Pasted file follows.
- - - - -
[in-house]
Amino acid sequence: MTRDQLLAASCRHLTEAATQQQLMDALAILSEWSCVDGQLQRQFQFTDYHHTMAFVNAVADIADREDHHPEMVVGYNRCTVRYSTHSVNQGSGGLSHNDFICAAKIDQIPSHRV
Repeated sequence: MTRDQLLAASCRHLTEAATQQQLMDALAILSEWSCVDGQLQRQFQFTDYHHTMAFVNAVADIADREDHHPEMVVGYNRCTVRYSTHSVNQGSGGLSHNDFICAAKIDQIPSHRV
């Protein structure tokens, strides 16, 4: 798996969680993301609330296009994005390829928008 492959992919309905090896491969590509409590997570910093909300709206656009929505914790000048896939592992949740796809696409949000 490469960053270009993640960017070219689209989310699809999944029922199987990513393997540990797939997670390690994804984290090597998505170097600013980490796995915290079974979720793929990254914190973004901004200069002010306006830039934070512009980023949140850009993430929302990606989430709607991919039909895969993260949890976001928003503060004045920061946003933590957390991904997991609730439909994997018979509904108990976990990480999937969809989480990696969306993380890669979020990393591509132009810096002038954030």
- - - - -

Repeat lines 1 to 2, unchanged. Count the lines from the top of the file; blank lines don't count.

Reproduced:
[in-house]
Amino acid sequence: MTRDQLLAASCRHLTEAATQQQLMDALAILSEWSCVDGQLQRQFQFTDYHHTMAFVNAVADIADREDHHPEMVVGYNRCTVRYSTHSVNQGSGGLSHNDFICAAKIDQIPSHRV